Every Picture is Worth a Thousand Words

 

If you’re still reading by this point, you most likely are the kind of person who finds dark themes and subjects fascinating, even beautiful. The idea of photographing and capturing these horrific images and situations, like having your head held underwater in a fish tank until you can’t breathe or awaiting a bullet in the back of your head while kneeling on cold hard concrete, can be offensive to some. However, this type of performance, no matter how controversial in nature, undeniably goes beyond shock value. Taking home a photograph of your time in captivity after you’ve survived is like getting to keep your wisdom teeth after they’ve been extracted.  It wasn’t a pleasant experience, but you feel overcome with pride and triumph after being tested and pushed to your limit.

 

 

Eye For Horror Extreme Haunt Long Island NYC New York Photography Shock Theater

 

 

Eye For Horror does not rely on music or lighting to set the tone.  This is the first event I ever experienced that occurred in broad daylight – a stark and ultra-real contrast to the darkness and moodiness of past horror experiences.  There’s no place to hide. Every area of the garage is exposed, like the giant tank of water in the corner, and a pair of handcuffs swinging from a rope, a Chekhov’s Gun that I know is definitely meant for me.  

 

While this particular session archives the events at an auto repair shop tangled in a political conspiracy, another might place the participant in the center of a crime scene at a shady motel.  This concept of staging the photoshoots between alternating locations and themes allows the format to remain fresh and unpredictable.

 

Eye For Horror’s focus in capturing the ugly and unflattering aspects of life on camera is not necessarily a desirable experience most will seek out and that’s by the show’s design, but those that do feel compelled to take the plunge all have their reasons for participation.  Whether you label the experience as a test of endurance, form of entertainment, or a unique opportunity to be a living canvas, your decision to participate will be sanctified by the camera.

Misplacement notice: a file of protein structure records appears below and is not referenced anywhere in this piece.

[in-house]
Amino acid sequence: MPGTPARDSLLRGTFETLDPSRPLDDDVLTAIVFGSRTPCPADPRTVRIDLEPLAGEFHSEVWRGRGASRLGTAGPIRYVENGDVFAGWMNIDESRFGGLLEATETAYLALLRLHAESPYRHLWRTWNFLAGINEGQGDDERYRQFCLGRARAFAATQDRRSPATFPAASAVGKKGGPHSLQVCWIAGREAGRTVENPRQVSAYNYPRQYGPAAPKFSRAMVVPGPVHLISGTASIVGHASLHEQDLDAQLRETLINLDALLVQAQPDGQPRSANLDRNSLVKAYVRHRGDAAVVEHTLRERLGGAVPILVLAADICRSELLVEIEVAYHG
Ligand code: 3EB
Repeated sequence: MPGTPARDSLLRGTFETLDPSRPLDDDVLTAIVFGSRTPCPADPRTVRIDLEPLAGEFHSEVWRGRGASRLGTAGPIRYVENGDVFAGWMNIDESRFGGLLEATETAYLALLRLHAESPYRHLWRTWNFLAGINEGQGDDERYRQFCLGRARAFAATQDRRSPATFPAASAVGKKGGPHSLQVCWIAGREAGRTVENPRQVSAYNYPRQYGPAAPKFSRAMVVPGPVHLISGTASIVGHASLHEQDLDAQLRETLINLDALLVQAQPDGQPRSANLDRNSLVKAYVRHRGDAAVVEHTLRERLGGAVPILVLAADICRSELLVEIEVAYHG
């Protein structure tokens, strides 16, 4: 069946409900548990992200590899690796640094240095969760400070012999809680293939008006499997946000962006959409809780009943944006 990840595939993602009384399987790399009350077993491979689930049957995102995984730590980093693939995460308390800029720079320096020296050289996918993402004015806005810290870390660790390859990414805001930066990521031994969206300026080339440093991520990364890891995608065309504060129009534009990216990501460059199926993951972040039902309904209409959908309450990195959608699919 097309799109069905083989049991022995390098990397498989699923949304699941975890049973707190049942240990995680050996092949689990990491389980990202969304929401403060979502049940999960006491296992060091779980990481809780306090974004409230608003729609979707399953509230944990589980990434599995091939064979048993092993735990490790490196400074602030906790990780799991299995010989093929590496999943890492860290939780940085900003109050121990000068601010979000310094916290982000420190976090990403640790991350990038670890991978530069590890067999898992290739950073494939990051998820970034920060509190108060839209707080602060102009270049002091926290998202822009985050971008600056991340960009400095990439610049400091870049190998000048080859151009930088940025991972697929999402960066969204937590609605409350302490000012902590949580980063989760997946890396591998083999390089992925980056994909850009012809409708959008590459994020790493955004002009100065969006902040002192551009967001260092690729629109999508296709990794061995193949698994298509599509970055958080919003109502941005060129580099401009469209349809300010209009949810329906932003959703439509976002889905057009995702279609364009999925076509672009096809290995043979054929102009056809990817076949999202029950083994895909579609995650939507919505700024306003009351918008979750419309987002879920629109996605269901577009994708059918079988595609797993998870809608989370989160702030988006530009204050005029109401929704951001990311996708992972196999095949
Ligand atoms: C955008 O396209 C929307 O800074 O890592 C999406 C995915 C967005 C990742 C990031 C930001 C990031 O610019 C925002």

Eye For Horror Extreme Haunt Long Island NYC New York Photography Shock Theater

 

 

For more information on Shock Theater and Eye For Horror’s upcoming Spring Session, visit their facebook and send them a message for event details.  Willing participants must be 18 years of age or older.  

 

You can read another account, detailing Shock Theater’s commitment to excellent customer service in Eye of Horror, here.

About The Author

Jon Kobryn
Jon’s fascination with immersive experiences started with haunted houses, but going through Punchdrunk’s production of Sleep No More opened up an entirely new world. A graduate of Temple University’s film program, he lives in Philadelphia with his cat and enjoys traveling, mixology, and Nine Inch Nails.